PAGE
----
Op-Eds

To Teach or to Indoctrinate?

I’ve been privileged to teach at Queens College for a number of years now.  As a QC alumnus it is especially exciting to teach here.  As terrific as Queens College is, it can be even better. One way to make it better is for professors to fully respect the academic freedom of their students.  Over the years, I’ve heard plenty of stories from my students about professors who use their classrooms as their own personal soapboxes.  Some students have even told me that they are afraid to disagree with their professors for fear of jeopardizing their grades.

The fact of the matter is that college professors are not supposed to use their classrooms as a soapbox to indoctrinate students.  Our job is to get students to think critically and that means they will sometimes disagree with their professors.  Faculty members should be careful not to push their political views on their students.  I admit that I have sometimes been guilty of this myself and I need to do better—we all do.

All faculty members would be well advised to review the Joint Statement on  Rights and Freedoms of Students, promulgated by the American Association of University Professors—the AAUP.  Here are a few pertinent excerpts from that statement:

“Academic institutions exist for the transmission of knowledge, the pursuit of truth, the development of students, and the general well-being of society. Free inquiry and free expression are indispensable to the attainment of these goals. As members of the academic community, students should be encouraged to develop the capacity for critical judgment and to engage in a sustained and independent search for truth… The professor in the classroom and in conference should encourage free discussion, inquiry, and expression. Student performance should be evaluated solely on an academic basis, not on opinions or conduct in matters unrelated to academic standards… Students should be free to take reasoned exception to the data or views offered in any course of study and to reserve judgment about matters of opinion, but they are responsible for learning the content of any course of study for which they are enrolled.”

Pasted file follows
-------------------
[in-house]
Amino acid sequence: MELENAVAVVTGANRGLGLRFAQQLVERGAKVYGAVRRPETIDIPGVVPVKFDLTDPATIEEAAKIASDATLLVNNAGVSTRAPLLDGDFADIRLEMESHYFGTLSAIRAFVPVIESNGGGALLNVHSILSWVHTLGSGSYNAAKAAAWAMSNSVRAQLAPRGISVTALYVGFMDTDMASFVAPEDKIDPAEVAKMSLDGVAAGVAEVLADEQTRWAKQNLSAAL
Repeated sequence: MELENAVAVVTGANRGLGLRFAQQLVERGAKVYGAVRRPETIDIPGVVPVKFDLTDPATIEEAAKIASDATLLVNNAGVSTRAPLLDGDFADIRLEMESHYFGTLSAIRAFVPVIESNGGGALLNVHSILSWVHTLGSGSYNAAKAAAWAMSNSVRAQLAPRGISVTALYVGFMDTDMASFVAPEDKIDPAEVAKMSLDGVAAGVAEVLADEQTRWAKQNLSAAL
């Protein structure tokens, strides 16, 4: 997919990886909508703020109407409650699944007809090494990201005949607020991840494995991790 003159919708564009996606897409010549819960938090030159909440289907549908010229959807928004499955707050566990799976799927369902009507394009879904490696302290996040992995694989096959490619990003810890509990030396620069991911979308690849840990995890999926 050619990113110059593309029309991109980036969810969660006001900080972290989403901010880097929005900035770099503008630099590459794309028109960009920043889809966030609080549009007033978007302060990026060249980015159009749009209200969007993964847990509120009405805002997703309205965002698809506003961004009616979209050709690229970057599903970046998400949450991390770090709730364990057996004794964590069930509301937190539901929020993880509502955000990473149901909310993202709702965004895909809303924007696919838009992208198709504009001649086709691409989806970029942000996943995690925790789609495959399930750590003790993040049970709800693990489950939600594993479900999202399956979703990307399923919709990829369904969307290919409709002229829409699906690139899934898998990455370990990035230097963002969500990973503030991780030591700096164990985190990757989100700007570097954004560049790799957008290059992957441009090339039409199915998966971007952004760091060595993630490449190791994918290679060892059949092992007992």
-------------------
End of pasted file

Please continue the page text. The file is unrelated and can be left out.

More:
In addition, this excerpt from the AAUP’s Statement of Principles on Academic Freedom and Tenure is relevant:

“Teachers are entitled to freedom in the classroom in discussing their subject, but they should be careful not to introduce into their teaching controversial matter which has no relation to their subject.”

I call upon my fellow faculty members to scrupulously abide by these principles.  It would be nice if all faculty members got an email on the first day of class which provided a link to the above-mentioned statements of the AAUP.  Perhaps students should also get a similar email reminding them of their right to academic freedom and what recourse they have if their rights have been violated.

In conclusion, we are not supposed to use our classrooms as indoctrination centers.   We are supposed to give students both sides of a story and let them come to their own conclusions. In short, we are supposed to encourage critical thinking and that can only be done in an environment where students are truly encouraged to think for themselves.

Timothy Rosen is a Business and Liberal Arts Program professor.

 

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